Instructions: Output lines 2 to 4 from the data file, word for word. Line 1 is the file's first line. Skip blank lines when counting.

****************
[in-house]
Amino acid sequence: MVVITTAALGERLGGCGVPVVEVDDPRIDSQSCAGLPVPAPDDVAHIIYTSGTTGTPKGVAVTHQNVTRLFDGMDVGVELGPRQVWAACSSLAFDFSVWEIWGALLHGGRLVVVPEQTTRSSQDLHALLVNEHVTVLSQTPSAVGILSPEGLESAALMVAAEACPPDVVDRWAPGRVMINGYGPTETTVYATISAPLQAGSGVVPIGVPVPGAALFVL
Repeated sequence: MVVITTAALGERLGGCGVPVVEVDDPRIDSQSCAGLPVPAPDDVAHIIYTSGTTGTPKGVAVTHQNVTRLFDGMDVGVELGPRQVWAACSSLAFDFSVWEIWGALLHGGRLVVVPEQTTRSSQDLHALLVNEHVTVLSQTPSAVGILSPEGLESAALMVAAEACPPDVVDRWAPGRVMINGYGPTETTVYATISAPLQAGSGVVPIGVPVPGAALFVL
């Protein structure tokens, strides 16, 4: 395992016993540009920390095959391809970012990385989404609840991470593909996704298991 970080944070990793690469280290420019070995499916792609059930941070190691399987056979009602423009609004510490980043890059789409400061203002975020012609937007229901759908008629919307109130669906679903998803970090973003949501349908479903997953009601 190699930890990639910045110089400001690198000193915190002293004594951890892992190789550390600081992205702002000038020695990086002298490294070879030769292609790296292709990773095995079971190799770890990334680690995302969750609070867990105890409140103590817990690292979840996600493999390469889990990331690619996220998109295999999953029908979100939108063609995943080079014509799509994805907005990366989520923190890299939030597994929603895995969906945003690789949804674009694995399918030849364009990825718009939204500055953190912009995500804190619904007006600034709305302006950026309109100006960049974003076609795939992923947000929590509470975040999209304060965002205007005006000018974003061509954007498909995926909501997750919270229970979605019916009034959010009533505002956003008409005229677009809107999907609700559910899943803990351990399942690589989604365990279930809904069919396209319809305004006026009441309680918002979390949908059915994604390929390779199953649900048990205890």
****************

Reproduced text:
Amino acid sequence: MVVITTAALGERLGGCGVPVVEVDDPRIDSQSCAGLPVPAPDDVAHIIYTSGTTGTPKGVAVTHQNVTRLFDGMDVGVELGPRQVWAACSSLAFDFSVWEIWGALLHGGRLVVVPEQTTRSSQDLHALLVNEHVTVLSQTPSAVGILSPEGLESAALMVAAEACPPDVVDRWAPGRVMINGYGPTETTVYATISAPLQAGSGVVPIGVPVPGAALFVL
Repeated sequence: MVVITTAALGERLGGCGVPVVEVDDPRIDSQSCAGLPVPAPDDVAHIIYTSGTTGTPKGVAVTHQNVTRLFDGMDVGVELGPRQVWAACSSLAFDFSVWEIWGALLHGGRLVVVPEQTTRSSQDLHALLVNEHVTVLSQTPSAVGILSPEGLESAALMVAAEACPPDVVDRWAPGRVMINGYGPTETTVYATISAPLQAGSGVVPIGVPVPGAALFVL
């Protein structure tokens, strides 16, 4: 395992016993540009920390095959391809970012990385989404609840991470593909996704298991 970080944070990793690469280290420019070995499916792609059930941070190691399987056979009602423009609004510490980043890059789409400061203002975020012609937007229901759908008629919307109130669906679903998803970090973003949501349908479903997953009601 190699930890990639910045110089400001690198000193915190002293004594951890892992190789550390600081992205702002000038020695990086002298490294070879030769292609790296292709990773095995079971190799770890990334680690995302969750609070867990105890409140103590817990690292979840996600493999390469889990990331690619996220998109295999999953029908979100939108063609995943080079014509799509994805907005990366989520923190890299939030597994929603895995969906945003690789949804674009694995399918030849364009990825718009939204500055953190912009995500804190619904007006600034709305302006950026309109100006960049974003076609795939992923947000929590509470975040999209304060965002205007005006000018974003061509954007498909995926909501997750919270229970979605019916009034959010009533505002956003008409005229677009809107999907609700559910899943803990351990399942690589989604365990279930809904069919396209319809305004006026009441309680918002979390949908059915994604390929390779199953649900048990205890």